AT&T CEO Calls Activist Investor's Letter a "Mixed Bag"

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Randall Stephenson

Randall Stephenson on Tuesday told the Goldman Sachs Communacopia Conference some ideas from Elliott Management make "a lot of sense," but that the company doesn't plan any major acquisitions.

AT&T CEO Randall Stephenson on Tuesday told an investor conference that a letter received from activist investor Elliot Management has some useful ideas for the phone giant, but is overall "a mixed bag."

"There are some things in the letter that we've looked at and say it makes a lot of sense. And we need to push further and talk about that," Stephenson told the Goldman Sachs Communacopia Conference in New York City during a session that was webcast. "There are some other areas you look at, and it's not as clear in terms of how it would make sense for us. But these are smart guys, right, and they put a lot of ideas into the paper that we need to sit down and engage with them on."

Investment firm Elliott Management Corp. recently said funds that it manages have acquired $3.2 billion of AT&T stock and called for changes at the telecom and entertainment giant, arguing that its acquisition strategy in particular has hurt the company's shares and performance.

Stephenson said the letter from Elliot Management has been discussed at the board level. "And at the end of the day, we're going to evaluate it and talk to them and see what makes sense for all of our shareholders," he said.

The upcoming HBO Max streaming service was also among the topics discussed during the Goldman session, not least as it has been preceded by the telecom giant naming WarnerMedia CEO John Stankey to take on the additional roles of president and COO of AT&T, effective Oct. 1, reporting to Stephenson.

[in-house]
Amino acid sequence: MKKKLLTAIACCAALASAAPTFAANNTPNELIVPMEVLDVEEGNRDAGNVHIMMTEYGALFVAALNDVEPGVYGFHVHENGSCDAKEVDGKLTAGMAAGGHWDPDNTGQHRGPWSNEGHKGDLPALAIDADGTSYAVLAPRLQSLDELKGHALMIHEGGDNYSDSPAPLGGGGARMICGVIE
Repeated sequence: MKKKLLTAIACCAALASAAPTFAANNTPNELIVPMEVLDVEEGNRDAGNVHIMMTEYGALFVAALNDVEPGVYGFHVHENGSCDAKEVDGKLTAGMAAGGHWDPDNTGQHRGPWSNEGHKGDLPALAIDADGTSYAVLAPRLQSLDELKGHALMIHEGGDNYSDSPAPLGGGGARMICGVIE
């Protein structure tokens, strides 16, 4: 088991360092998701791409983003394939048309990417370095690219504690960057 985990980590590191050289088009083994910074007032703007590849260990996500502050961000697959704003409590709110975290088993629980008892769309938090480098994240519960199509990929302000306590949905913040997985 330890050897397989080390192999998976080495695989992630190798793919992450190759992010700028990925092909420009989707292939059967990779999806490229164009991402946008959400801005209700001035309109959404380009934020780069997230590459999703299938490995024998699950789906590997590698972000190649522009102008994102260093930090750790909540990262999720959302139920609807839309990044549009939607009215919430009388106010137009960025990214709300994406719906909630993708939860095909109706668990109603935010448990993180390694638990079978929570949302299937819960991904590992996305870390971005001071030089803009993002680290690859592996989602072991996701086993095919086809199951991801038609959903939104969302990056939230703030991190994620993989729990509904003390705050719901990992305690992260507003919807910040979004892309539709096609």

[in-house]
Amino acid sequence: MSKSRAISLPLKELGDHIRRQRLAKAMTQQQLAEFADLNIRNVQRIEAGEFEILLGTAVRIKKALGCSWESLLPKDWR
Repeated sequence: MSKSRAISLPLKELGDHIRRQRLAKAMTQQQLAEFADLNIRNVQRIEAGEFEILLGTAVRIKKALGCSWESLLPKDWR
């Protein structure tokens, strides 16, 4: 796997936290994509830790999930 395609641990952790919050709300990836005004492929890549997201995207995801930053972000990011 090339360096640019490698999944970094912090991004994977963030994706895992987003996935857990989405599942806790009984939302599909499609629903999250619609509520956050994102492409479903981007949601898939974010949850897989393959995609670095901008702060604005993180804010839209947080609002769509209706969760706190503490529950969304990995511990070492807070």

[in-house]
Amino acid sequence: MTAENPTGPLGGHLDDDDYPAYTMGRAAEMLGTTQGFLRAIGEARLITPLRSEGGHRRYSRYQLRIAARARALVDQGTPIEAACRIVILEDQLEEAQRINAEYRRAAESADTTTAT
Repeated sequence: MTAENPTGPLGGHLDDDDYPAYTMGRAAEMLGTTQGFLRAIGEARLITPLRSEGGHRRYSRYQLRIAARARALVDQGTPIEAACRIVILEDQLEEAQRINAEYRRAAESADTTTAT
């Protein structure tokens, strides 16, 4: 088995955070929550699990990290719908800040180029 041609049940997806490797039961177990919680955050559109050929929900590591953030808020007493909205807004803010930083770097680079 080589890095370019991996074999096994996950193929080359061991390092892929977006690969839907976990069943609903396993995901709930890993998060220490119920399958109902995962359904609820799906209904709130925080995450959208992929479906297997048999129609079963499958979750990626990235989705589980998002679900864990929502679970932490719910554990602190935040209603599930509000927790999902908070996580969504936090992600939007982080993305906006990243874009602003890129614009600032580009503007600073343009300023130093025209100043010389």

"He's done a really nice job of breaking down silos and getting the business reoriented towards HBO Max digital distribution," Stephenson said of promoting Stankey. He added AT&T with WarnerMedia faced a "hard play" to take a legacy media business and "pivot into a digital distribution model."

The AT&T boss said he and his board took time to consider who may help lead AT&T as it combines with WarnerMedia and Stankey quickly rose to the top of a list they drew up.

Stephenson also addressed expectations that Stankey's recent promotion positions him to succeed Stephenson atop AT&T: "I've been asked a thousand times: Is he the heir apparent? Personally, the board hasn't informed me I'm retiring yet. So I take offense at talk of an heir apparent. But I will say if Stankey is successful, he's in a pretty good position, if he executes this play."

WarnerMedia plans to launch the HBO Max streaming service next year, after previewing it Oct. 29, with library content and scripted originals, as well as content from the media giant's cable networks portfolio, including HBO, TNT and TBS. 

"This is going to be different. This is not Netflix. This is not Disney. This is not Hulu. This is different, standing up a digital platform and driving fast penetration through customer relationships that you own in this distribution business," Stephenson said of AT&T's 170 million customer relationships.

The direct-to-consumer platform will join Netflix, Amazon, Apple, Disney and NBCUniversal in the streaming wars. It is widely expected to have a higher monthly price point, especially compared to the $4.99 a month that Apple TV+ and the $6.99 that Disney+ will charge when they launch.

Stephenson also addressed the nearly 300,000 subscriber losses sustained during recent carriage disputes with CBS and Nexstar: "We made some hard choices. We had a couple of folks drop this year — CBS and Nexstar dropped us because we couldn't come to terms of what the pricing mechanism might look like. Those were a painful few weeks ... but it was the right thing to do."

On the mergers and acquisitions front, the exec said AT&T will take a pause during another expected round of industry consolidation after swallowing Time Warner to create WarnerMedia. "It's hard to predict what the industry structure will look like — there are a lot of areas where it would make sense for industry consolidation to occur," he argued.

Added Stephenson, "We don't intend to participate in any of that, as you might guess. There are areas where it might make sense, but the uncertainty in terms of how it's going to be treated by regulators makes it really hard to predict where the industry goes."